Batwoman and “Don’t Ask, Don’t Tell”

Flickr/<a href="http://www.flickr.com/photos/olenkaolja/">L-plate big cheese</a> (<a href="http://www.creativecommons.org" target="_blank">Creative Commons</a>).

Fight disinformation: Sign up for the free Mother Jones Daily newsletter and follow the news that matters.


Because I don’t often read comics, it had completely slipped my mind that DC Comics’ Batwoman came out as a lesbian in 2006. I was reminded while reading a recent blog by Eric Grignol at change.org, which details the superheroine’s gay-rightsy travails with a policy just like “Don’t Ask, Don’t Tell.”  Grignol describes the storyline:

Readers find that as a young adult, Batwoman is at the top of her class at the United States Military Academy. When it’s discovered that she’s in a lesbian relationship with another student, she’s asked to deny the allegations or be expelled for violation of the military’s code of conduct. She could stay in the military if she’d just tell her commanding officer “what he needed to hear.”

Batwoman’s response? She bravely cites the cadet honor code: “A cadet will not lie, cheat, or steal, nor suffer other to do so. I’m sorry sir, I can’t.”

Refusing to lie about who she is, Batwoman is discharged and forced to leave her potential life of service behind. What follows is depression fueled by drugs and alcohol after sacrificing one part of her identity (military career) for another part (lesbian individual), until finding a redemptive relationship with another woman. Through the whole ordeal, Batwoman never questions her decision to be honest and truthful about her sexual orientation.

Batwoman in a drug-fueled depression prompted by dismissal from the military for her lesbianism? Sign me up. Apparently I’ve been wasting my time watching oil wrestling on The L Word; the most interesting and up-to-date pop cultural explorations of sexuality and society seem to be taking place on the pages of a comic book. I guess this makes Batwoman the Lieutenant Dan Choi of comic characters. Or does it make Lieutenant Dan Choi the Batwoman of real-life “Don’t Ask, Don’t Tell” abolitionists?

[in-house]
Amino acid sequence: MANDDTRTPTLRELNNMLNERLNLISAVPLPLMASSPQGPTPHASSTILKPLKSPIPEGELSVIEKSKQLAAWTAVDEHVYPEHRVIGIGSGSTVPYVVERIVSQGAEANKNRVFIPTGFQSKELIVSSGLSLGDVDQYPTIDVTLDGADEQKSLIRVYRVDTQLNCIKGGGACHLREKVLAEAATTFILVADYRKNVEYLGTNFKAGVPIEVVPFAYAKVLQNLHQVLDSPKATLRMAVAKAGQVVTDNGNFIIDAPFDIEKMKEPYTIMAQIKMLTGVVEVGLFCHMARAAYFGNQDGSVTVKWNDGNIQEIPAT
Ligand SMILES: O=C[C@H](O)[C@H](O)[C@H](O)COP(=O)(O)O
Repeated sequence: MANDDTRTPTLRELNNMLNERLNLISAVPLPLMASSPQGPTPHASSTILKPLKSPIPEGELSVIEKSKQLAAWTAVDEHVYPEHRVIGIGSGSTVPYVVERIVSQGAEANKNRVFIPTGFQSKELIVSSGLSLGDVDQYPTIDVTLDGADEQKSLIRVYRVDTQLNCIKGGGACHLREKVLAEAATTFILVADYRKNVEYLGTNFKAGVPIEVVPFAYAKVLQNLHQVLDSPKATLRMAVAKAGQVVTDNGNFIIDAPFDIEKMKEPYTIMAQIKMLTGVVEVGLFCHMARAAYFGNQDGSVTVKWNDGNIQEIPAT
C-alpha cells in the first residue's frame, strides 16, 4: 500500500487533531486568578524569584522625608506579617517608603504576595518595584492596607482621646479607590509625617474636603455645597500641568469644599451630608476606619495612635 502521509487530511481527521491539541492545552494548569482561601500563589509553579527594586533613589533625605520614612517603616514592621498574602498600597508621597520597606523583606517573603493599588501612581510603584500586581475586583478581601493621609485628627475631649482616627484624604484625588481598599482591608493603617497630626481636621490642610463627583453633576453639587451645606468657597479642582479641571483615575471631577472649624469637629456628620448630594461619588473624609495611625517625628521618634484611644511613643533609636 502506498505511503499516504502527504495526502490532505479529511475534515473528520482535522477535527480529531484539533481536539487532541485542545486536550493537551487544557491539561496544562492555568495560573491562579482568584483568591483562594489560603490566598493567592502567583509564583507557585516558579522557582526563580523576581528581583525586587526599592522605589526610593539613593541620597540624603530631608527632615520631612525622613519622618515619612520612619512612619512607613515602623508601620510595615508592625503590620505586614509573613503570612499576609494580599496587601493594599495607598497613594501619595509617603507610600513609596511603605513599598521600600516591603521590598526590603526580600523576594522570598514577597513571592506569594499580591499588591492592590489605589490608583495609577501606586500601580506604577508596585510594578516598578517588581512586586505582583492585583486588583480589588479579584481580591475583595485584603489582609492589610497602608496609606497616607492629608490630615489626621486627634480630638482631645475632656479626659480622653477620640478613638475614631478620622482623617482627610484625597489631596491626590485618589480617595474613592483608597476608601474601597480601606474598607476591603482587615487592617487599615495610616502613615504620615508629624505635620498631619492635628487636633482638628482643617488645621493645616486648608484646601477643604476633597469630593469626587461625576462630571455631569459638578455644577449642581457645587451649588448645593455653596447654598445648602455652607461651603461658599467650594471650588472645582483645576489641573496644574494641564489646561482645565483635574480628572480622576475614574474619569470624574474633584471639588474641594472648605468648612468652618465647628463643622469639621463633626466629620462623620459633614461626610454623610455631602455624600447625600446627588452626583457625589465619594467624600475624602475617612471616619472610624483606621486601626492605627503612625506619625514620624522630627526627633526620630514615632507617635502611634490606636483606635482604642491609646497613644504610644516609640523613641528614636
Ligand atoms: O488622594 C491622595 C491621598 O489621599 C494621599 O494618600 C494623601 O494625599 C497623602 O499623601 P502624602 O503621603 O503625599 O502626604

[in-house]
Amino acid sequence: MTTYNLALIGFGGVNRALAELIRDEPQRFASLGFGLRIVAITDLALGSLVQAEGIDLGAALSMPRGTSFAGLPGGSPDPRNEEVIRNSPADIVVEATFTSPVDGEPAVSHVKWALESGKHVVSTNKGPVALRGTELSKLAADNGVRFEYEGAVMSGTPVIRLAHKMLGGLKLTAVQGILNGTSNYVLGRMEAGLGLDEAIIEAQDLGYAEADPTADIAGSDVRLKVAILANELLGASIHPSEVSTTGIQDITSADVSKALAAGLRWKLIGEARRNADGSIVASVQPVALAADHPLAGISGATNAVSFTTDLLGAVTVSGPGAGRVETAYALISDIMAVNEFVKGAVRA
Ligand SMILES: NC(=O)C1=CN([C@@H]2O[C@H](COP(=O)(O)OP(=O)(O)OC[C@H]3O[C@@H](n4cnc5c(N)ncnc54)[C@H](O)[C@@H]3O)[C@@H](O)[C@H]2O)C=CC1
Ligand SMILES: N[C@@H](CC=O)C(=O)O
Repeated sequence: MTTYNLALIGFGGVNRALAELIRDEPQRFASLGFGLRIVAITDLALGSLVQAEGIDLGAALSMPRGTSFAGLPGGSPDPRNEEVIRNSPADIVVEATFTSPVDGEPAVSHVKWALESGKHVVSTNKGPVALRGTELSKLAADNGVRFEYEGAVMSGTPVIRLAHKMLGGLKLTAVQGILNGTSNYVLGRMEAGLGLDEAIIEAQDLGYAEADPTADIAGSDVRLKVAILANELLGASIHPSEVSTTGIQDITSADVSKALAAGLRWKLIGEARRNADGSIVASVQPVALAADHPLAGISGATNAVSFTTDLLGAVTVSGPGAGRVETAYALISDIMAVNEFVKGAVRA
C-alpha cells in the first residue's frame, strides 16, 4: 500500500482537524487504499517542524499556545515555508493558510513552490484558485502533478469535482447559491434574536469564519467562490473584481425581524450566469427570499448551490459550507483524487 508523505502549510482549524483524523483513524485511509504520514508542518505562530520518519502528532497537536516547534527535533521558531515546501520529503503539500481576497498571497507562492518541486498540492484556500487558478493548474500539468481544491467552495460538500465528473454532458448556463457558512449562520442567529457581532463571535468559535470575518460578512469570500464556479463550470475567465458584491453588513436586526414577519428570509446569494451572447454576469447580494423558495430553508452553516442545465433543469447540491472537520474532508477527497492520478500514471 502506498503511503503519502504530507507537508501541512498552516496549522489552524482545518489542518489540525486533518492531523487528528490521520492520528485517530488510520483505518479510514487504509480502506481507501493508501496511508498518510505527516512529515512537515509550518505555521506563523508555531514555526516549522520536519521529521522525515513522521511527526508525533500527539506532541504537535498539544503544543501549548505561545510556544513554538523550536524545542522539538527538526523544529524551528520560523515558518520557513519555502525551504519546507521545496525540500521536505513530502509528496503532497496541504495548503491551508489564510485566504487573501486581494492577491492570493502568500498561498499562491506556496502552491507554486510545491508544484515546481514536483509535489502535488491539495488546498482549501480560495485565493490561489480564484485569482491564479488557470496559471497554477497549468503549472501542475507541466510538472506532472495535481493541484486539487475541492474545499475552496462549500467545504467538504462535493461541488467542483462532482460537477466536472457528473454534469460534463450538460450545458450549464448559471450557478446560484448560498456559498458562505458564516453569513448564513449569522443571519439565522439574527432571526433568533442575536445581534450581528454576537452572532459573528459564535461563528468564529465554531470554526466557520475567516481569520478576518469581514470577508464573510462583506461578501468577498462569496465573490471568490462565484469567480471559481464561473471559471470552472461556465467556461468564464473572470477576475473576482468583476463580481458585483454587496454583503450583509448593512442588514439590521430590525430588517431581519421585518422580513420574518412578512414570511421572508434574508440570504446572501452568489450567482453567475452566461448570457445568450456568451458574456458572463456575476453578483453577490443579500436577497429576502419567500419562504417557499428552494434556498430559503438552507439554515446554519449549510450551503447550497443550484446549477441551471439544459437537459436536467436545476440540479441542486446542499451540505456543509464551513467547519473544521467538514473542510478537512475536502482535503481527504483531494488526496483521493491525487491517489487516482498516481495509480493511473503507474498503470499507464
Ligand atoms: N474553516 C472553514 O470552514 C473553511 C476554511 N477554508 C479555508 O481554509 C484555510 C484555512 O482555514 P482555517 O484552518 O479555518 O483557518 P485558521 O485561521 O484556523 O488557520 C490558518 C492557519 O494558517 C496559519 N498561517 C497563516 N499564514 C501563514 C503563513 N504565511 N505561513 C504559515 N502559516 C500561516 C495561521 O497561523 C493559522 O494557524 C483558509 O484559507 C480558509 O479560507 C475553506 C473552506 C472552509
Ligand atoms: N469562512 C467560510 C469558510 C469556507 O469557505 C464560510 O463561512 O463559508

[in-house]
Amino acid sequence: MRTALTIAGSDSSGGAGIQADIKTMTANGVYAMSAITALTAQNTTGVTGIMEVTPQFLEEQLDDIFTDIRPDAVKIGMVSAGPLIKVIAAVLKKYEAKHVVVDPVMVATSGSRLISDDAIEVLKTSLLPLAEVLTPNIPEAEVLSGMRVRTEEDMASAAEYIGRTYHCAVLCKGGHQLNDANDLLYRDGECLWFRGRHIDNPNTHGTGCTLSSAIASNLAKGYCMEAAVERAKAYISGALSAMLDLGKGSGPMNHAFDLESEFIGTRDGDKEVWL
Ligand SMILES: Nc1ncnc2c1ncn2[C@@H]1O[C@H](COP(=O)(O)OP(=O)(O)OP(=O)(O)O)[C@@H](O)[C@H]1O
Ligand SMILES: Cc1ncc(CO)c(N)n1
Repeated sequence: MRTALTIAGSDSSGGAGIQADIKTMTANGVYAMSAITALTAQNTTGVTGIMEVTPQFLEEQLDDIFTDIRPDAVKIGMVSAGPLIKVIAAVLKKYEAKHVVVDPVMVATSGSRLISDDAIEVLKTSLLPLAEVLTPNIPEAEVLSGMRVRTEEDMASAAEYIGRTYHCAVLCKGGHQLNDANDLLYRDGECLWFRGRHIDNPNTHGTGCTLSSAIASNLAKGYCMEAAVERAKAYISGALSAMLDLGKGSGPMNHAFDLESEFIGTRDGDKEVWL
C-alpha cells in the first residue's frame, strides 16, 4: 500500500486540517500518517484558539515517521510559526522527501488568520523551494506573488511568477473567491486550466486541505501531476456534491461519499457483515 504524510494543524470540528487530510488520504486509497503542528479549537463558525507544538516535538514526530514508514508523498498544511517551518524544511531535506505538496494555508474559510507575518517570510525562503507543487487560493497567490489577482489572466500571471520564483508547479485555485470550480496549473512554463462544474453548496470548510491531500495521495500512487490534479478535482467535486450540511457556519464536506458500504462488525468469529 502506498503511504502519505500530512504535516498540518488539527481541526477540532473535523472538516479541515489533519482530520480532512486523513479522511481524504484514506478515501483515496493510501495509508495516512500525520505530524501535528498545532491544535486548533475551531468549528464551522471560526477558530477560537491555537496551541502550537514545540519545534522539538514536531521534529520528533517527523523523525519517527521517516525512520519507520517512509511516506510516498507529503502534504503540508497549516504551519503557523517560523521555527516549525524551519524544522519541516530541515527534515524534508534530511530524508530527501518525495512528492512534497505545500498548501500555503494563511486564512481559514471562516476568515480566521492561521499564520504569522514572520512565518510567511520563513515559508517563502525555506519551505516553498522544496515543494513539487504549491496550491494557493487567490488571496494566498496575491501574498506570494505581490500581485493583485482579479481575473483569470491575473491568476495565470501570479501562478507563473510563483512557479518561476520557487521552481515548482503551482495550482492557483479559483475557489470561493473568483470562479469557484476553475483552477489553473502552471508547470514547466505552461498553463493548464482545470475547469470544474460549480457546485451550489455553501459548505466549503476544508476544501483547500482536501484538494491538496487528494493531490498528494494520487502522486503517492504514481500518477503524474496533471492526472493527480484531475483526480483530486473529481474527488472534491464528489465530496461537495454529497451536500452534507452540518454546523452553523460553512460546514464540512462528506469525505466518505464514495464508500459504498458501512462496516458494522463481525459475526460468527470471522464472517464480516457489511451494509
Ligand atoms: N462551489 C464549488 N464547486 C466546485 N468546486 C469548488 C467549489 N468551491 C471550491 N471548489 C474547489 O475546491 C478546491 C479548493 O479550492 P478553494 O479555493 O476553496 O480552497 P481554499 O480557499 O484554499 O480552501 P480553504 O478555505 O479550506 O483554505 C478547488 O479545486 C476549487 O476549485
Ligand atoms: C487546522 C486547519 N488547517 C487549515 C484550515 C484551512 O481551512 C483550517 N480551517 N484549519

Now if only Batwoman could speak at congressional hearings on the policy slated for next year-ish.
 

A BETTER WAY TO DO THIS?

We have an ambitious $350,000 online fundraising goal this month and we can't afford to come up short. But when a reader recently asked how being a nonprofit makes Mother Jones different from other news organizations, we realized we needed to lay this out better: Because "in absolutely every way" is essentially the answer.

So we tried to explain why your year-end donations are so essential, and we'd like your help refining our pitch about what make Mother Jones valuable and worth reading to you.

We'd also like your support of our journalism with a year-end donation if you can right now—all online gifts will be doubled until we hit our $350,000 goal thanks to an incredibly generous donor's matching gift pledge.

payment methods

A BETTER WAY TO DO THIS?

We have an ambitious $350,000 online fundraising goal this month and we can't afford to come up short. But when a reader recently asked how being a nonprofit makes Mother Jones different from other news organizations, we realized we needed to lay this out better: Because "in absolutely every way" is essentially the answer.

So we tried to explain why your year-end donations are so essential, and we'd like your help refining our pitch about what make Mother Jones valuable and worth reading to you.

We'd also like your support of our journalism with a year-end donation if you can right now—all online gifts will be doubled until we hit our $350,000 goal thanks to an incredibly generous donor's matching gift pledge.

payment methods

We Recommend

Latest

Sign up for our free newsletter

Subscribe to the Mother Jones Daily to have our top stories delivered directly to your inbox.

Get our award-winning magazine

Save big on a full year of investigations, ideas, and insights.

Subscribe

Support our journalism

Help Mother Jones' reporters dig deep with a tax-deductible donation.

Donate